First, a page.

Skip to main content

Questions tagged [differential-geometry]

For questions about the discipline that uses differential calculus and linear algebra to study geometrical problems.

18 questions with no upvoted or accepted answers
Filter by
Sorted by
Tagged with
7 votes
0 answers
93 views

Whence originates the use of the nabla (∇) for a connection or covariant derivative?

Who introduced it, when, where, and with what if any rationale? (Note that I am not asking about the origin of the nabla symbol, which is covered here.)
Archelon's user avatar
  • 163
6 votes
0 answers
308 views

Is $\Gamma^i_{jk}$ the Christoffel symbol or the Christoffel symbols?

For years, I have been perplexed that the expression $\Gamma^i_{jk}$ is often referred to in the plural as "the Christoffel symbols", although sometimes it is referred to in the singular as "the ...
Alan U. Kennington's user avatar
4 votes
0 answers
114 views

History of Pfaff's problem and integrability conditions

I'm curious about Pfaff's problem and all the various mathematicians who have worked on it. From Wikipedia articles I was able to gather the following timeline of events. In the modern language: Pfaff'...
red whisker's user avatar
3 votes
0 answers
135 views

What motivated Grassman to study Grassman algebras in 1844?

These are $n$-tuples of reals, added componentwise and multiplied via the “exterior product.” They were introduced by Grassmann in 1844 as part of a brilliant attempt to construct a vector algebra in $...
Babu's user avatar
  • 483
3 votes
0 answers
54 views

Asymptotically Periodic Potentials

Who came up with the idea of solving elliptic equations with periodic potentials and from there solving elliptic equations with asymptotically periodic potentials? I heard it was Pierre Louis Lions, ...
Pádua's user avatar
  • 31
3 votes
0 answers
263 views

Priority on lemniscate of Gerono?

The Lemniscate of Gerono is a special case of the Lissajous curves. The dates for the two mathematicians are fairly close: Gerono (1799-1891) and Lissajous (1822-1880). Historically who has priority ...
Mikhail Katz's user avatar
  • 6,161
3 votes
0 answers
352 views

Why is the space of sections of $E$ called $\Gamma(E)$?

The space of sections of a bundle $\pi: E \to B$ is commonly denoted $\Gamma(E)$. (Note that the graph of a function $f$ is $\Gamma(f):=\left\{(x,f(x))\right\}$, and a particular section $\sigma: B \...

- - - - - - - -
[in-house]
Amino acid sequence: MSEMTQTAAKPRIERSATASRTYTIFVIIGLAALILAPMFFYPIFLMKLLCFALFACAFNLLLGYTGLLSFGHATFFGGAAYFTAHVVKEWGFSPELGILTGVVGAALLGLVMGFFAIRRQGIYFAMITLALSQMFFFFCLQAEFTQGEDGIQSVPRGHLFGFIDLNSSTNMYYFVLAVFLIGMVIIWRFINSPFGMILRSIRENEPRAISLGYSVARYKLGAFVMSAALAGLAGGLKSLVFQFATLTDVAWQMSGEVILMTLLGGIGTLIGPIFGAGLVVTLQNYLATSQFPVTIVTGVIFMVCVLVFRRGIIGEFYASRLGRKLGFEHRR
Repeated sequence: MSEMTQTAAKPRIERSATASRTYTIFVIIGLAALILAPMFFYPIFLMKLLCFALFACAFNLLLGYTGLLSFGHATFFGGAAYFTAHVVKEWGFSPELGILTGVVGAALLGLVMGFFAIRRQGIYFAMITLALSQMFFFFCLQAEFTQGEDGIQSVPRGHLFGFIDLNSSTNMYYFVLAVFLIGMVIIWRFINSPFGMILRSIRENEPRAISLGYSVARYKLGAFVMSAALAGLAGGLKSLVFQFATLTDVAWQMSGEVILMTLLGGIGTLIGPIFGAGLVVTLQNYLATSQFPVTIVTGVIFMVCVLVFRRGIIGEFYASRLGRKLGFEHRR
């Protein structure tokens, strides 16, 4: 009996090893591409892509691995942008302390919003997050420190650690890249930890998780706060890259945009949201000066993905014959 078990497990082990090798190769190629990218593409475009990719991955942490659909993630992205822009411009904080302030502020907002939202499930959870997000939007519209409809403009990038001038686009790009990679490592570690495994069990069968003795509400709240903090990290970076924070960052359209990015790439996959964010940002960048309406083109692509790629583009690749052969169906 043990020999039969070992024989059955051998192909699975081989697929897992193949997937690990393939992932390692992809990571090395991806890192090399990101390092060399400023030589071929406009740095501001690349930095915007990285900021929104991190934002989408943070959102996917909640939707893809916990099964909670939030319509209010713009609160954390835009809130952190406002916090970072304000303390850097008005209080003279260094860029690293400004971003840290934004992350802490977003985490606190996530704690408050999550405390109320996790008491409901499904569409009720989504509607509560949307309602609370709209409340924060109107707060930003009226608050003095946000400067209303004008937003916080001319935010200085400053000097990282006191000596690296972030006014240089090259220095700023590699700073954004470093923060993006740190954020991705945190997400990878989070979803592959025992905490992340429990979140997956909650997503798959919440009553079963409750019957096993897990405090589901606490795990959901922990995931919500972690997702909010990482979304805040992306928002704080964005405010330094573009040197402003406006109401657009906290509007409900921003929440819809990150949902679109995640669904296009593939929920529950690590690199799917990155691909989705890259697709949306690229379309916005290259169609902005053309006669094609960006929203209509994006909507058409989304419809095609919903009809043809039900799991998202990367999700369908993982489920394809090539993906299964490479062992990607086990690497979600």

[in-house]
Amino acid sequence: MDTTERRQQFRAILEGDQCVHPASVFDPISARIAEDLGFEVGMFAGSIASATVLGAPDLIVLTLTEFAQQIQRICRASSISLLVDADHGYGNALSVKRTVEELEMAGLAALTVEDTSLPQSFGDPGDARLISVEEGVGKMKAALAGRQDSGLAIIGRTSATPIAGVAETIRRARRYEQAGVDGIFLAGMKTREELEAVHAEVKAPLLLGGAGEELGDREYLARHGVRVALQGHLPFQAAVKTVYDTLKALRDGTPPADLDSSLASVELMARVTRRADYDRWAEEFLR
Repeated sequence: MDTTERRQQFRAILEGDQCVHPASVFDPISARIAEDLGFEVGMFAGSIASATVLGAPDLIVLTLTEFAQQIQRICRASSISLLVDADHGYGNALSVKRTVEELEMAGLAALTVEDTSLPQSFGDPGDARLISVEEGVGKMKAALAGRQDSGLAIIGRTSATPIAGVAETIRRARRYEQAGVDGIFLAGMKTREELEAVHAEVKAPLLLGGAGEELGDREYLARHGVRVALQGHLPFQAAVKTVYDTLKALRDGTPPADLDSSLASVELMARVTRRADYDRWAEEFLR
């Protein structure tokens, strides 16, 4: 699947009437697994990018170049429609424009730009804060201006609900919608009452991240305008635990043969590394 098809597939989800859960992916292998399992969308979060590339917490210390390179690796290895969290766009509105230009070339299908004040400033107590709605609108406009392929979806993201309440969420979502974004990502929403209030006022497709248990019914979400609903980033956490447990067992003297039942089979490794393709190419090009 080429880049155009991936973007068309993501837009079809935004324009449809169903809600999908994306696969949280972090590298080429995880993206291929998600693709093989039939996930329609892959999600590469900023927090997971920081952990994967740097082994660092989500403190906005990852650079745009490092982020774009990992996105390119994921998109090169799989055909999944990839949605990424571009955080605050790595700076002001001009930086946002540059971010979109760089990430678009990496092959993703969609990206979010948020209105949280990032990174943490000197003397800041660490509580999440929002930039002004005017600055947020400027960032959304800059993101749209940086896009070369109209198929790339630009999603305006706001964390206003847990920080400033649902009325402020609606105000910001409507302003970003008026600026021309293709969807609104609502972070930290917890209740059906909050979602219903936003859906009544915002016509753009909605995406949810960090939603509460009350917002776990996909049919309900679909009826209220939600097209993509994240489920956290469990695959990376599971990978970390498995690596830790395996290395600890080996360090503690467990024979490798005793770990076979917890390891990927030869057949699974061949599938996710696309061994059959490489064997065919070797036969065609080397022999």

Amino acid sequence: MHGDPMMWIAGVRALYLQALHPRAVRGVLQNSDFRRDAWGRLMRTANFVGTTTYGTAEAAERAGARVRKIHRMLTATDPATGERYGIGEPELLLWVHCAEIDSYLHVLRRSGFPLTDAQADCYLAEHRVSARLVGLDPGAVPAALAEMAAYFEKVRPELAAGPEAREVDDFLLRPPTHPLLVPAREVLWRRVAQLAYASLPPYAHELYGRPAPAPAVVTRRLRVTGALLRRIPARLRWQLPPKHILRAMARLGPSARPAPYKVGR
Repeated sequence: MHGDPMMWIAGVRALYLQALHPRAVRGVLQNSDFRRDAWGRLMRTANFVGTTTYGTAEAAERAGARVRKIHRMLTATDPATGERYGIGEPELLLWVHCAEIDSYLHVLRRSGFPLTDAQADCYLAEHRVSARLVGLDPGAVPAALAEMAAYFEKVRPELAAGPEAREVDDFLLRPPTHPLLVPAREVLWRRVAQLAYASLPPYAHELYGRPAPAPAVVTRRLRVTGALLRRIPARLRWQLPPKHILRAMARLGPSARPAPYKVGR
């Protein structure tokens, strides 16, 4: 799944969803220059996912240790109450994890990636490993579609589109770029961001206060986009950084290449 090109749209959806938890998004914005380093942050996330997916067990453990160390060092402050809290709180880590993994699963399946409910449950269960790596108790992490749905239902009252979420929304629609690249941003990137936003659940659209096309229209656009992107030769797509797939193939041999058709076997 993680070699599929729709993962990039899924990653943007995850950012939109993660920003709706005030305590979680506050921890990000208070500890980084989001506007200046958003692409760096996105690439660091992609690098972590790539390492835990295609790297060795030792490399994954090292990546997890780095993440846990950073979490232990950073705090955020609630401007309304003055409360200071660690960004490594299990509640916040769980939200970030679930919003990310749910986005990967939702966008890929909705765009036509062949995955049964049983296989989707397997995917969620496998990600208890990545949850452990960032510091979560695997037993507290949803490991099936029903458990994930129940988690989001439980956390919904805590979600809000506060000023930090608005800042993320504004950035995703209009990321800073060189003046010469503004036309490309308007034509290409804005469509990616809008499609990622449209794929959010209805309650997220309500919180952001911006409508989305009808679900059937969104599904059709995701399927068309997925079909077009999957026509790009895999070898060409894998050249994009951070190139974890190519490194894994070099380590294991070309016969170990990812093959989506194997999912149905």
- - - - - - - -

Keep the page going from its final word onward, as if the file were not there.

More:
Archelon's user avatar
  • 163
3 votes
0 answers
380 views

How was the use of upper and lower indices in tensor notation developed?

It is just a notation, but it is so economical and so systematic. So who invented them? A handy notation should be helpful for the development of the whole field.
wdlang's user avatar
  • 925
2 votes
0 answers
103 views

How to give a meaningful interpretation to Gauss's notion of "oriented area" of self-intersecting geodesic polygons?

Gauss's notion of "oriented area" of figures characterizes the notion of two-dimensional content in a way that enables self-intersecting geodesic polygons (the term "geodesic" ...
user2554's user avatar
  • 4,499
1 vote
0 answers
136 views

Origin of the Christoffel symbol

I am interested in the Christoffel symbol. So I found Christoffel's 1869 paper and The Road to Reality by Roger Penrose. These days, the Christoffel symbol has been established as a covariant ...
pokssin's user avatar
  • 309
1 vote
0 answers
97 views

Gauss fundamental form in differential geometry : use of dot products

In textbooks on differential geometry, the first fundamental form looks like $E^2+2FG+H^2$, and its length is calculated through the help of the dot product. However, the inner product did not exist. ...
jan roelens's user avatar
0 votes
0 answers
119 views

Who discovered intrinsic curvature first?

Historically, Gauss measured it by an old method called after his name today: The Gauss map. This maps the normal vector at each point of a surface curve to the unit sphere. Then he measured the angle ...
dimachaerus's user avatar
0 votes
0 answers
113 views

Why is bachelors' unknotting called as such and who discovered it?

Bachelors' unknotting is a way to show that all tame knots are isotopic to the unknot, by tightening a knot to a point. Why is it called 'bachelors' unknotting'?
Apoorv Potnis's user avatar
0 votes
0 answers
85 views

What is the historical significance of Riemann’s discovery of non-flat metrics?

From a perspective of math history, what discoveries resulted directly from Riemann’s discovery and codification of non-flat metrics on Riemannian manifolds? After Albert Einstein modeled the Universe ...
GaryW's user avatar
  • 9
0 votes
0 answers
101 views

historical comments in bad taste

On page 44 of [1] Flanders writes "A treatment from this point of view of exterior calculus which is not quite completely satisfactory and which unfortunately is embellished with historical ...
hyportnex's user avatar
  • 347
0 votes
0 answers
61 views

Were Christoffel symbols used by Riemann?

The answer to the question would appear to be "no" looking at the transcription of Riemann's 1854 Ueber die Hypothesen, welche der Geometrie zu Grunde liegen lecture. However, Bernhard Riemann (1826-...
Antoni Parellada's user avatar
0 votes
0 answers
87 views

How to derive from Gauss's result on the volume of orthoscheme tetrahedron the formulas of Lobachevsky and Bolay?

My question is a direct continuation of my already posted question Did Gauss's expression for the differential of the hyperbolic volume of the tetrahedron agree with later results?. I simply didn'...
user2554's user avatar
  • 4,499
0 votes
0 answers
116 views

Riemann surfaces and covering

Assuming we have a Riemann surface $S$ of degree $n$ and we look at it as a covering of the projective line $\mathbb{P}^1$. If $B$ is the set of branch points of $S$ (when $B$ is a subset in $\mathbb{...
David's user avatar
  • 293